It would be easy to dismiss Astronaut as a sweet, inconsequential family drama, but it has the potential to positively affect how kids treat the elderly. The film has a purpose: to remind viewers that an older person may have creaks and crinkles but isn't any different on the inside -- they still have thoughts and dreams, hurts and happiness, and valuable knowledge to contribute. Writer-director Shelagh McLeod doesn't come at her audience with a film screaming about ageism; rather, she subtly weaves in her point while avoiding all clichés.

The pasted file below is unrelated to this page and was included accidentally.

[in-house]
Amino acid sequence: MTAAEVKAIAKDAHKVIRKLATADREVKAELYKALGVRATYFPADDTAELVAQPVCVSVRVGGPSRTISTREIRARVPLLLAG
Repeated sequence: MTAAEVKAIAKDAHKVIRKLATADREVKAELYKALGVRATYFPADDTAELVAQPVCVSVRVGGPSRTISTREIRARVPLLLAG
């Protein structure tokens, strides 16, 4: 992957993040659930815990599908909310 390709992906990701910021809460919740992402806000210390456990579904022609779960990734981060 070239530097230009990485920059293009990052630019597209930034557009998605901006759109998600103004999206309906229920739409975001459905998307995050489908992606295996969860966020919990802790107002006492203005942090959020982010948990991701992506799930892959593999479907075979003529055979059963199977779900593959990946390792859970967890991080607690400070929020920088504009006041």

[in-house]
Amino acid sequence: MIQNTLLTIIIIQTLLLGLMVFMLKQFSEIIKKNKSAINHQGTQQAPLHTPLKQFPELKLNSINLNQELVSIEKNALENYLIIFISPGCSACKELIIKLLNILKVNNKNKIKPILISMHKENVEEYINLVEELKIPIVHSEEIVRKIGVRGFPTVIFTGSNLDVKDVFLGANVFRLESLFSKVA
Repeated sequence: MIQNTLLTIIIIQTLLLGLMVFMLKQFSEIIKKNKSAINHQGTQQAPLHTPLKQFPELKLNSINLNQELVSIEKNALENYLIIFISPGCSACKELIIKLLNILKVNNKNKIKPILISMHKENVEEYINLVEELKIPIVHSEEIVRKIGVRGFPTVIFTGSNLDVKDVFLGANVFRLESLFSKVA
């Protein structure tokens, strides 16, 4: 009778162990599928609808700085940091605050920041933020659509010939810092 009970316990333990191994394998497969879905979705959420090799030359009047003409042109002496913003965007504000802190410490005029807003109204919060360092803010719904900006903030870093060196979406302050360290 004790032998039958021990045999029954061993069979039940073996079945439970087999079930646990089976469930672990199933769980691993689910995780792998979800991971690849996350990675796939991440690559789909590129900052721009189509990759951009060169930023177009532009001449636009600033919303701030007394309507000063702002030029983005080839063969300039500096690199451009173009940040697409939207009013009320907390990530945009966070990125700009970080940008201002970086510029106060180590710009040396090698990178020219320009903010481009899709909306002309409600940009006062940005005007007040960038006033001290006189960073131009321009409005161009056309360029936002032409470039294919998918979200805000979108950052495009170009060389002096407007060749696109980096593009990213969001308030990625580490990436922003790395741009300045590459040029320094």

Let's also recognize the achievement of giving a civil engineer his due: Angus brings to light all that goes into making roads and bridges safe, something many people take for granted. That said, while Angus' passion for rocks and soil gets a lot of attention, the issues that affect the supporting characters -- agoraphobia, a legal battle, a neglected teaching degree, and a donkey sanctuary -- are touched upon but not well explored. It's similar to how we experience others' drama peripherally in our own lives: We care, we want to be involved, but our attention tends to be on our own battles. While that's clearly McLeod's style, the lack of fuller explanation may sometimes leave viewers confused. On the other hand, McLeod's slice-of-life approach unveils a wide swath of diversity without fanfare or comment. As we know, art reflects life, and then life reflects art. In this case, a small film represents a small step for man, woman, the aged, the disabled, the LGBTQ community, and people of color; enough steps, and -- before you know it -- we can hopefully look back at the leap in progress that was made for humanity.